Specifically, in the study, scientists injected CD22 blocking antibodies into the hippocampus on one side of the mouse brain and injected similar antibodies that failed to bind to CD22 in the hippocampus on the other side.

 

In addition to these antibodies, they also used fluorescently labeled myelin fragments. Myelin covers many nerve cells and provides insulation; however, many myelin fragments accumulate in the aging brain, inhibiting the ability of microglia to clear them.

Dr. Wyss-Coray’s team found that after 48 hours, the myelin fragments they injected into the hippocampus of mice “on the side that injected the CD22 blocking antibody” were far less common than the “on the side injected with the pseudo-antibody”.

 

Next, the scientists performed a similar experiment, replacing the myelin fragment with β-amyloid, a feature of AD, and α-synuclein, which is associated with Parkinson’s disease. In both cases, microglia treated with CD22 blocking antibodies are superior to untreated microglia on the other side of the brain in absorbing these substances associated with neurodegenerative diseases.

 

Later, the researchers extended the exposure time from 48 hours to 1 month. They improved the injection technique to provide continuous CD22 blocking antibody injections on both sides of the brain. The results showed that, consistent with their previous findings, older mice that received CD22 blocking antibody injections were smaller than the control group of the same age in two learning and memory tests commonly used to assess cognitive performance in mice. it is good.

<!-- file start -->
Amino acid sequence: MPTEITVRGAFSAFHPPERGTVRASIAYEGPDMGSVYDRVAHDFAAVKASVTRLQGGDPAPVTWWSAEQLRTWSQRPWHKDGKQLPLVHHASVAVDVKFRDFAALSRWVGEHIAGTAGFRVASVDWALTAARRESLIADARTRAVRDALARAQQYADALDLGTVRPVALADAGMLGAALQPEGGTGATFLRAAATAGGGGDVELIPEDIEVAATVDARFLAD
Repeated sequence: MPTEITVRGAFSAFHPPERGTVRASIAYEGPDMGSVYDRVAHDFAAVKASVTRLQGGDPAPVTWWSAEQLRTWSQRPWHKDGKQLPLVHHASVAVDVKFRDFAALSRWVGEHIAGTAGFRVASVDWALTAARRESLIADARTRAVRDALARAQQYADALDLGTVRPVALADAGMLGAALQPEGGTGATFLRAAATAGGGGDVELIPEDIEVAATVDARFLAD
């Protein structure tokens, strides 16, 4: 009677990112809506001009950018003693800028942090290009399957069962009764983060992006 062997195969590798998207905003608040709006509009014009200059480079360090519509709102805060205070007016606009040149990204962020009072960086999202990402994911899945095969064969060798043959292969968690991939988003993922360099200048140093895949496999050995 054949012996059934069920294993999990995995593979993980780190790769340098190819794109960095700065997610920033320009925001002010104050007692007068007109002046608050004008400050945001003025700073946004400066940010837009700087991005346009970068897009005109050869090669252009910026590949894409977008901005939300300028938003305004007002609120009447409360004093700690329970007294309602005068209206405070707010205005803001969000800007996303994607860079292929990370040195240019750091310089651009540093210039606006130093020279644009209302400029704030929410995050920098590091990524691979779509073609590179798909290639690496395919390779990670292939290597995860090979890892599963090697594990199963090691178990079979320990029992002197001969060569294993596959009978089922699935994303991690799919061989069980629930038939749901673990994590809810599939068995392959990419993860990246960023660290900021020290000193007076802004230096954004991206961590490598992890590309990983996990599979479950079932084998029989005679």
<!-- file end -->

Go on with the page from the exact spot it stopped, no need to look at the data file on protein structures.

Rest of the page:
“CD22 blocking antibody treatment has made older mice smarter. Blocking CD22 in microglia repairs their cognitive function and restores it to the level of young mice,” Dr. Wyss-Coray said.

 

In summary, the study found a new way to get dysfunctional microglia back to a young state. Scientists believe that CD22 is a new target for the treatment of neurodegenerative diseases.

 

In recent years, in the case of repeated failures in the development of targeted β-amyloid drugs, regulation of microglia has become a new idea for the treatment of AD.

 

A paper published in Cell in 2017 found that high-risk mutations in the TREM2 gene cause microglia energy deficits that prevent them from protecting neurons from harmful plaques. Later studies have shown that up-regulation of TREM2 signaling can prevent disease progression and even restore cognitive function in AD mice. Currently, an antibody drug (AL002) targeting TREM2 has entered Phase I clinical practice.

 

In addition to regulating microglia, reducing inflammation in the brain is also an AD treatment strategy that some teams are trying. Inflammation is usually a “good thing”, for example, it can clear the infection and help heal the wound. But in patients with AD, inflammation is somehow confusing, becoming too strong, lasting too long, destroying neurons.

 

Dr. Linda Van Eldik of the University of Kentucky and her partners are looking for a drug that blocks “bad inflammation” in the brain. Recently, they are preparing to test a drug called MW-151 in humans. It is hoped that these methods of bypassing β-amyloid will surprise AD treatment.